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BOINC/Gridcoin calculations

I)

BOINC computational credit

A BOINC project gives you credit for the computations your computers perform for it. BOINC's unit of credit is
the Cobblestone (1/200 day of CPU time on a reference computer that does 1 GFLOPS based on the Whetstone
benchmark).
=
'Whetstone' is a benchmark that is reported as 'Measured floating point speed'. Floats can have fractional parts
(like 1.48283 or 3.141592); Whetstone does 8 different groups of tests (repeatedly of course), times how long
they took to finish, and produces a number, [ops performed]/[time]. These tests all use floating point math
operations of the CPUs being tested. Some of them are simple math (addition, multiplication, division) while
others compute trigonometric and exponential functions (sine, cosine, tangent, exponent). Neither of the tests
really checks how well/fast a system can access memory, and most BOINC applications access memory a lot.
Eventually, credit may be adjusted to reflect network transfer and disk storage as well as computation. The
actual computational difficulty needed to run a given work unit is the basis for the number of credits that
should be granted. The BOINC system allows for work of any length to be processed and have identical amounts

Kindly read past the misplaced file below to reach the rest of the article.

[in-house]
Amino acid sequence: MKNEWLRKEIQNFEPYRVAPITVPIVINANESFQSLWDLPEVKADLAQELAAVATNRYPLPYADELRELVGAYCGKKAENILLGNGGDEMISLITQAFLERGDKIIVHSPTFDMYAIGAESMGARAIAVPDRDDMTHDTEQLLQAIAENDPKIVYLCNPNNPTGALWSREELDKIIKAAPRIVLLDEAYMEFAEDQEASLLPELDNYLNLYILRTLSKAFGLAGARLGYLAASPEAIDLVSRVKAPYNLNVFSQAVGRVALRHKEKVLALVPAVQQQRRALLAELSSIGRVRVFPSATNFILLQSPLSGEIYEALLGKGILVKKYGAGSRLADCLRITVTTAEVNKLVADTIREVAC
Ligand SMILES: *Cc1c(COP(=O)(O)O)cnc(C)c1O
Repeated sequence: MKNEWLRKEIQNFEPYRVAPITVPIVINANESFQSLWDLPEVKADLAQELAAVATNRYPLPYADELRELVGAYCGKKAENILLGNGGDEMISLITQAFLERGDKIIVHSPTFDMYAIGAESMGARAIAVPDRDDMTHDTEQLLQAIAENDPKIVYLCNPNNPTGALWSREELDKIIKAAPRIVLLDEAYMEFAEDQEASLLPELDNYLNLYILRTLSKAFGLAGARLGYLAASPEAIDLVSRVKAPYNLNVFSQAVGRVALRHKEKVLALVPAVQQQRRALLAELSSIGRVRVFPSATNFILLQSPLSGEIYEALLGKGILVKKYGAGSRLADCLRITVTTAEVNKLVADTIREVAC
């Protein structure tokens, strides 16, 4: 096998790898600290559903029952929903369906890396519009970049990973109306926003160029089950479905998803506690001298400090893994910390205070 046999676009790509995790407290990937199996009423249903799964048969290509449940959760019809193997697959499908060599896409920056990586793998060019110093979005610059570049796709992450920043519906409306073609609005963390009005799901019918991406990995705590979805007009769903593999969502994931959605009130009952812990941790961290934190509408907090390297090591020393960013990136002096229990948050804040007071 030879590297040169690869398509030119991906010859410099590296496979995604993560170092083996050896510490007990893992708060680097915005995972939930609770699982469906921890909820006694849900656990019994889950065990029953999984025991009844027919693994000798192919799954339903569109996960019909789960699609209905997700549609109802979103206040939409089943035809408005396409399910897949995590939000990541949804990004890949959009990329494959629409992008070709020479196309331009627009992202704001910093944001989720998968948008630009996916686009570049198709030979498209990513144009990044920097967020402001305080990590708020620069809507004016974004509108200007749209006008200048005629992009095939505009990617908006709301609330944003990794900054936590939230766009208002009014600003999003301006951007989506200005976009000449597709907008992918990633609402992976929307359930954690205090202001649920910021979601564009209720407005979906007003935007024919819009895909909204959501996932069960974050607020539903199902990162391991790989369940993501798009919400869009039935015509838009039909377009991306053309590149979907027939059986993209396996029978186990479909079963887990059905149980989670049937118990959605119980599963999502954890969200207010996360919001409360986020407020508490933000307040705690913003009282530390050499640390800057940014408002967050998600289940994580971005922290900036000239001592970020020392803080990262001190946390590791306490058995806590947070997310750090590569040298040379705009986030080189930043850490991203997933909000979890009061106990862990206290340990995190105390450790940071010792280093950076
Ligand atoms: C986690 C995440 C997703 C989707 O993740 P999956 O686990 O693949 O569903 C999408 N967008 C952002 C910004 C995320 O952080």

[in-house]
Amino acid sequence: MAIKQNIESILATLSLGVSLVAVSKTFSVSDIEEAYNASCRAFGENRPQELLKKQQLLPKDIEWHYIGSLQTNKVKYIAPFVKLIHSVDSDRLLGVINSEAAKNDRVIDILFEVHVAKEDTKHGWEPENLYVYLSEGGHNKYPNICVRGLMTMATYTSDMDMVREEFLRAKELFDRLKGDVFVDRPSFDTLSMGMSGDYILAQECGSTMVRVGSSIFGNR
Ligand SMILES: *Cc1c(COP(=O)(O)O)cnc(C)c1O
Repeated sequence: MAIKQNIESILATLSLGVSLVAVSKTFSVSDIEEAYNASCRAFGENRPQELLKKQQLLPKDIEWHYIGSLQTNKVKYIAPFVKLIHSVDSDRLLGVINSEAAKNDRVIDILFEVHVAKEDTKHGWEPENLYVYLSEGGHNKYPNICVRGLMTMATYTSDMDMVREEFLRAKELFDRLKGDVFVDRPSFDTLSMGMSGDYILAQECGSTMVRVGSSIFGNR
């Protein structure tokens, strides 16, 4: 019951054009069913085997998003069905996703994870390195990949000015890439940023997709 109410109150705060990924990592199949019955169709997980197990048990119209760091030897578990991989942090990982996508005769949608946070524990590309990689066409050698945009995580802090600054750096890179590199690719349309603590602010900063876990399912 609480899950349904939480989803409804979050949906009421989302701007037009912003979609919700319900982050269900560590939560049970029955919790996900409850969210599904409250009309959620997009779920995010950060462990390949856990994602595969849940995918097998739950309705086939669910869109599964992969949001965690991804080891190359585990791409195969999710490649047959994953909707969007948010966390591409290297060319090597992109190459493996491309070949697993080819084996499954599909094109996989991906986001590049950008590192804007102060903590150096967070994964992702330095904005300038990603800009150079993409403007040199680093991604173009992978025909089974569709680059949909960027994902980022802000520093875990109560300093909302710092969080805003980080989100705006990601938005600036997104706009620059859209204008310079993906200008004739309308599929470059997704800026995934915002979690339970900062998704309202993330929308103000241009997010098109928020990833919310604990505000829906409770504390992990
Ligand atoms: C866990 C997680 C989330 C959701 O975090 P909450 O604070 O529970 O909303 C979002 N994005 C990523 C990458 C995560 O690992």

of credit issued to a user. In so doing, BOINC uses benchmarks to measure the speed of a system, combining
that figure with the amount of time required for a work unit to be processed. The interface then can guess at
the amount of credit a user should receive. Since systems have many variables, including the amount of RAM,
the processor speed, and specific architectures of different motherboards and CPUs, there can be wide
discrepancies in the number of credits that different computers (and projects) judge a user to have earned.
Most projects require a consensus to be reached by having multiple hosts return the same work unit. If they all
agree, then the credit is calculated and all hosts receive the same amount regardless of what they asked for.
Each project can use their own policy depending on what they see is best for their specific needs. In general, the
top and bottom claimed credits are dropped and an average of the remaining is taken. However, certain other